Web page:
If God weren’t the metaphysically ultimate then God wouldn’t be the greatest being I can conceive.
    First, conceivability is a poor indicator of what God is like. Second, the arguments concerning ultimacy are complex and difficult to assess. This sort of conceivability point does not move the discussion at all.
    Actually I think self-transcending love is a common thing.
    The fact is that neither you nor anyone else–I don’t care how deluded they are about their own saintliness–is acting from pure love of other, much less doing so commonly. It just does not happen. I don’t deny that there is a lot of self-gratulatory and self deceived people who truly think they’re just the one’s who are commonly self-transcending..
    This discussion reminds me of schlocky hagiographic art depicting the “saint” in the most unrealistic and sentimental terms. Please stop doing that. It is so false to what life is like, and so false to what saints are like. And on top of that–the worst sin of it all– it is absolutely dreadful art. This grandiose talk of “acting from pure love of the other” makes us all look like sentimental idiots.

    October 26, 2013 — 9:18
  • Ryan Smith

    Mike, your argument seems to morally justify everything, if I understand it correctly.

    1 is just that some X is not the case.

    8 is that, given 1, it is impossible that X is true in every possible world.

    9 says that X not being the case is necessarily true in at least one possible world,

    10 is that X is permissible in at least one possible world.

    But X could be anything! “I ate a baby. Therefore it’s false that I didn’t eat a baby in any possible worlds. Therefore it’s necessarily true that I ate a baby in at least one possible world. Therefore it’s permissible that I ate a baby in at least one possible world.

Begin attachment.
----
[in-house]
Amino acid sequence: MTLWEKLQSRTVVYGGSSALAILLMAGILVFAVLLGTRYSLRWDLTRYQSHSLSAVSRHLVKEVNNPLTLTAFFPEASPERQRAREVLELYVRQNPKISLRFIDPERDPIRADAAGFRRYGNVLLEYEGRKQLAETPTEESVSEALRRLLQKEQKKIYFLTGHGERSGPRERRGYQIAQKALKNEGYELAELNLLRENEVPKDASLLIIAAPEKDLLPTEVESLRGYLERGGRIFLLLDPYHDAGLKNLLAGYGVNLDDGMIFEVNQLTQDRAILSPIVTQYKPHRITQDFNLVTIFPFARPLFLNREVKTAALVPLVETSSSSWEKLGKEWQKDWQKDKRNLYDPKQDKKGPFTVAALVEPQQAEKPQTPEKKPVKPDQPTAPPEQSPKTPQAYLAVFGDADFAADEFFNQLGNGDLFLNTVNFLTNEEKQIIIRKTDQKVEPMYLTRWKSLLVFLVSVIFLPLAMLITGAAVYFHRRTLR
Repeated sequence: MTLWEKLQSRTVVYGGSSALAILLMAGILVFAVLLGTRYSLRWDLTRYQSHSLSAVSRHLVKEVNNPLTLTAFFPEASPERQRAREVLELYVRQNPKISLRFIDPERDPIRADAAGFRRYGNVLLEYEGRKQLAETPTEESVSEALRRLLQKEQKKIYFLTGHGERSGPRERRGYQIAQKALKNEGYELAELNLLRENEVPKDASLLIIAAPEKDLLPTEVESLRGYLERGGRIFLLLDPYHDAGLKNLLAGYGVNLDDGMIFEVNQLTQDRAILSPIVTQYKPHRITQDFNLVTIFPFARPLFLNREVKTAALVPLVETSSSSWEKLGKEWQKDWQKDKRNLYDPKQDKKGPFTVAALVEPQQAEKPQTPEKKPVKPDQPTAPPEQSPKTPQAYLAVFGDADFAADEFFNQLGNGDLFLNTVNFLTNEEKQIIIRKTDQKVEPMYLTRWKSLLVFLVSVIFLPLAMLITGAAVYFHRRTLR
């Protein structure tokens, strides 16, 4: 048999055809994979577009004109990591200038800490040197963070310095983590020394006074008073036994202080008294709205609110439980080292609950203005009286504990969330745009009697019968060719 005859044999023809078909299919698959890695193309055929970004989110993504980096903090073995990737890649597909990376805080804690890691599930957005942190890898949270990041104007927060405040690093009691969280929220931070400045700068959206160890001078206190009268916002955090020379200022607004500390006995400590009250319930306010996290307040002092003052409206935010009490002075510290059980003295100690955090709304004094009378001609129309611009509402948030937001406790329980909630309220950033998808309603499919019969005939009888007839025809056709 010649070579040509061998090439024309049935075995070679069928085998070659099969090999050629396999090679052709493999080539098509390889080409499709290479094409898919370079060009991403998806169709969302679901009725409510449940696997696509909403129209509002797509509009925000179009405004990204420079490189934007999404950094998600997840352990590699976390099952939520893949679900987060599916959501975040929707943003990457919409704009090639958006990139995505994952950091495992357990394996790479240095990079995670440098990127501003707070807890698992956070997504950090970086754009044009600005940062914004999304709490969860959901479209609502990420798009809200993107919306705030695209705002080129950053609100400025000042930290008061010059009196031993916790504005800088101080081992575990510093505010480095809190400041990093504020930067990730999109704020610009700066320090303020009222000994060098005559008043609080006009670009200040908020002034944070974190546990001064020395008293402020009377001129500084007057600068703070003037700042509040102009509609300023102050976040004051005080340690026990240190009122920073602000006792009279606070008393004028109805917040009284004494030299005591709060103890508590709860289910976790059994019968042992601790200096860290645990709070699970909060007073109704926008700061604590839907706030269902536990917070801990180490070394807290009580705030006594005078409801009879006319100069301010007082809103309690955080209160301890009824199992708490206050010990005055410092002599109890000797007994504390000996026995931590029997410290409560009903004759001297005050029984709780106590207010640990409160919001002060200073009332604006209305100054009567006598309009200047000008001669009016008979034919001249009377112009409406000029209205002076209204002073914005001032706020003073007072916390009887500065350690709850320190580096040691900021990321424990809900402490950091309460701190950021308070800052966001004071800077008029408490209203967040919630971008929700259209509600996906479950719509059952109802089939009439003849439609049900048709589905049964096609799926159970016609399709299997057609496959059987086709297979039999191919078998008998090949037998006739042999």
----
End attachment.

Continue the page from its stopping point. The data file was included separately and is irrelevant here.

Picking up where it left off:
It all seems to follow from 1 and nothing but 1, so the conclusion is, “If somebody did it, it must be permissible in at least some cases.”

    Are we comfortable with that? Am I misreading something?

    November 5, 2013 — 0:39
    • Michael Almeida

      Hi Ryan,

      I’m not sure I follow the objection. The argument applies to any evil that is possible. Is it possible that God eats a baby? If so, then, right, he cannot be obligated to refrain from doing so in every world. It follows from some mundane assumptions about omnipotence, actually. Ordinarily (but not always) we’d say that G is omnipotent does not entail that G can do the metaphysically impossible. Assume that A is possible. If A is possible, then necessarily A is possible. If necessarily A is possible, then not even an omnipotent being can render A impossible. So, given ought-can, God does not have an obligation to render A impossible. That’s how the argument goes. The argument that he is required to render A impossible must assume that God can do the metaphysically impossible.

      So, yes, the argument applies to anything that we take to be antecedently possible. I don’t think it is antecedently possible that God eats babies, or that he inflicts suffering for fun or the like. These are limitations on what God can do following from God’s nature. But I don’t think there are such limitations when it comes to preventing every evil state of affairs, but then, neither does any other theist. Theists believe that God is compossible with evil that he cannot prevent. I believe that God is compossible with evil that he cannot rid from logical space.

      November 5, 2013 — 7:47
  • Elliott

    I find this thread quite interesting, even though I found and posted to it quite late.

    I agree that (4) is false. It seems that, at least in the Biblical tradition, God does not have obligations. Persons not subject to the moral law and its commands have no obligations. Although the moral law and commands are grounded in God’s nature, and God acts in accordance with his nature, God is not subject to the law and commands.

    November 19, 2013 — 15:50